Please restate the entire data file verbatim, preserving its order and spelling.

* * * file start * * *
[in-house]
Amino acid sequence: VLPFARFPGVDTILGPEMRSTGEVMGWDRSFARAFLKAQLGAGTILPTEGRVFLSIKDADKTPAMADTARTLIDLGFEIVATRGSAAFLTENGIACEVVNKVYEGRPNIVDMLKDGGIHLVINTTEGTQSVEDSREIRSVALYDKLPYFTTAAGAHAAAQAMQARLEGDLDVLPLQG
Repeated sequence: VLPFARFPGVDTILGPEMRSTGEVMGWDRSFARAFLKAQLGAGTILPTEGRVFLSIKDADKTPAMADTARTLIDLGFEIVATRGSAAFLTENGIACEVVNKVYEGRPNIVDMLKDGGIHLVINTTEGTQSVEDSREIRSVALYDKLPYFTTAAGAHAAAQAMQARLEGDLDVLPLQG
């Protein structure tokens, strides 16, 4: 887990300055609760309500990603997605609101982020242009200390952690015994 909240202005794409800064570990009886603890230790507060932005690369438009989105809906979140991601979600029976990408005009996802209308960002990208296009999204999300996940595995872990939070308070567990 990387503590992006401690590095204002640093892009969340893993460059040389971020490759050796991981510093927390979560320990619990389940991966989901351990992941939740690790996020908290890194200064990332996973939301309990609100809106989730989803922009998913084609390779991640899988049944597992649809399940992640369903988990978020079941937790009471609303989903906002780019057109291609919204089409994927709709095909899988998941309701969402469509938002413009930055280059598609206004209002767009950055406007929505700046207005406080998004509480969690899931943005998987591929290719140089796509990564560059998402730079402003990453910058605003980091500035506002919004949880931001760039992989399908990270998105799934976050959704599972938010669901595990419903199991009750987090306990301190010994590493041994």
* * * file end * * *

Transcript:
[in-house]
Amino acid sequence: VLPFARFPGVDTILGPEMRSTGEVMGWDRSFARAFLKAQLGAGTILPTEGRVFLSIKDADKTPAMADTARTLIDLGFEIVATRGSAAFLTENGIACEVVNKVYEGRPNIVDMLKDGGIHLVINTTEGTQSVEDSREIRSVALYDKLPYFTTAAGAHAAAQAMQARLEGDLDVLPLQG
Repeated sequence: VLPFARFPGVDTILGPEMRSTGEVMGWDRSFARAFLKAQLGAGTILPTEGRVFLSIKDADKTPAMADTARTLIDLGFEIVATRGSAAFLTENGIACEVVNKVYEGRPNIVDMLKDGGIHLVINTTEGTQSVEDSREIRSVALYDKLPYFTTAAGAHAAAQAMQARLEGDLDVLPLQG
């Protein structure tokens, strides 16, 4: 887990300055609760309500990603997605609101982020242009200390952690015994 909240202005794409800064570990009886603890230790507060932005690369438009989105809906979140991601979600029976990408005009996802209308960002990208296009999204999300996940595995872990939070308070567990 990387503590992006401690590095204002640093892009969340893993460059040389971020490759050796991981510093927390979560320990619990389940991966989901351990992941939740690790996020908290890194200064990332996973939301309990609100809106989730989803922009998913084609390779991640899988049944597992649809399940992640369903988990978020079941937790009471609303989903906002780019057109291609919204089409994927709709095909899988998941309701969402469509938002413009930055280059598609206004209002767009950055406007929505700046207005406080998004509480969690899931943005998987591929290719140089796509990564560059998402730079402003990453910058605003980091500035506002919004949880931001760039992989399908990270998105799934976050959704599972938010669901595990419903199991009750987090306990301190010994590493041994």